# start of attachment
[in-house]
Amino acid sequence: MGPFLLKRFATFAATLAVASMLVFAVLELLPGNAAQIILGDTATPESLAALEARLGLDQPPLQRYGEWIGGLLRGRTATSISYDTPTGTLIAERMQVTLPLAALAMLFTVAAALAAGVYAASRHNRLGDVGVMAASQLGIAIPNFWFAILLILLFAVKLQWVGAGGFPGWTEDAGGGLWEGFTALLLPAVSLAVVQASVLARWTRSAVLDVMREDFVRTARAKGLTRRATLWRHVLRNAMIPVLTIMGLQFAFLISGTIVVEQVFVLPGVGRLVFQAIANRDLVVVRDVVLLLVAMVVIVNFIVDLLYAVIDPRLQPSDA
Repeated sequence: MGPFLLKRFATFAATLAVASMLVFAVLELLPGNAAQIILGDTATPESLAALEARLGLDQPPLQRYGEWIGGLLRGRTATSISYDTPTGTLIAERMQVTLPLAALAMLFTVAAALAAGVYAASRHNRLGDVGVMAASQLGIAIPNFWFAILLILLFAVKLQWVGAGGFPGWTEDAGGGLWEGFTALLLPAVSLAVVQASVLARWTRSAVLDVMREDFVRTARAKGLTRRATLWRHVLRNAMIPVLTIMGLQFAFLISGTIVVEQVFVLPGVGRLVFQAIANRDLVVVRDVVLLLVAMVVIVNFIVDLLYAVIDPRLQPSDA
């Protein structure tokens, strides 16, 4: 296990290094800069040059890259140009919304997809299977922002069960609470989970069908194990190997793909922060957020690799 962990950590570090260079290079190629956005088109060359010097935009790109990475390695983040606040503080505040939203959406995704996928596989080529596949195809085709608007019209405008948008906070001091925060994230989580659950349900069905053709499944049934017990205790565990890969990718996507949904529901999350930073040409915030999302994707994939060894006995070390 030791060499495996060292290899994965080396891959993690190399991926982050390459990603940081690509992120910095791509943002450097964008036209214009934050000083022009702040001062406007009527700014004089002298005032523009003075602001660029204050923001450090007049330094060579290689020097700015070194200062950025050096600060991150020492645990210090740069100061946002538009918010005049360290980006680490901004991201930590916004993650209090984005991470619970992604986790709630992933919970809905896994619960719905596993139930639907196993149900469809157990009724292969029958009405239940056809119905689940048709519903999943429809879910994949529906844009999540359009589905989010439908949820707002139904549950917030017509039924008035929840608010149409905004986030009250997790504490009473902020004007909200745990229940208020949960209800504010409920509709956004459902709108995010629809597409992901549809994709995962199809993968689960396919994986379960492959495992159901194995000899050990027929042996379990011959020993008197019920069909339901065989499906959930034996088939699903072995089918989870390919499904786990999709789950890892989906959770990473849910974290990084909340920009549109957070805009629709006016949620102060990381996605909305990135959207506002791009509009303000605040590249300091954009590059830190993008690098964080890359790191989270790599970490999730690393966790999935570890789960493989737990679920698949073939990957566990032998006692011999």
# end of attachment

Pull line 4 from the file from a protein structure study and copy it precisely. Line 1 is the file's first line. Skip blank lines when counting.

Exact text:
């Protein structure tokens, strides 16, 4: 296990290094800069040059890259140009919304997809299977922002069960609470989970069908194990190997793909922060957020690799 962990950590570090260079290079190629956005088109060359010097935009790109990475390695983040606040503080505040939203959406995704996928596989080529596949195809085709608007019209405008948008906070001091925060994230989580659950349900069905053709499944049934017990205790565990890969990718996507949904529901999350930073040409915030999302994707994939060894006995070390 030791060499495996060292290899994965080396891959993690190399991926982050390459990603940081690509992120910095791509943002450097964008036209214009934050000083022009702040001062406007009527700014004089002298005032523009003075602001660029204050923001450090007049330094060579290689020097700015070194200062950025050096600060991150020492645990210090740069100061946002538009918010005049360290980006680490901004991201930590916004993650209090984005991470619970992604986790709630992933919970809905896994619960719905596993139930639907196993149900469809157990009724292969029958009405239940056809119905689940048709519903999943429809879910994949529906844009999540359009589905989010439908949820707002139904549950917030017509039924008035929840608010149409905004986030009250997790504490009473902020004007909200745990229940208020949960209800504010409920509709956004459902709108995010629809597409992901549809994709995962199809993968689960396919994986379960492959495992159901194995000899050990027929042996379990011959020993008197019920069909339901065989499906959930034996088939699903072995089918989870390919499904786990999709789950890892989906959770990473849910974290990084909340920009549109957070805009629709006016949620102060990381996605909305990135959207506002791009509009303000605040590249300091954009590059830190993008690098964080890359790191989270790599970490999730690393966790999935570890789960493989737990679920698949073939990957566990032998006692011999």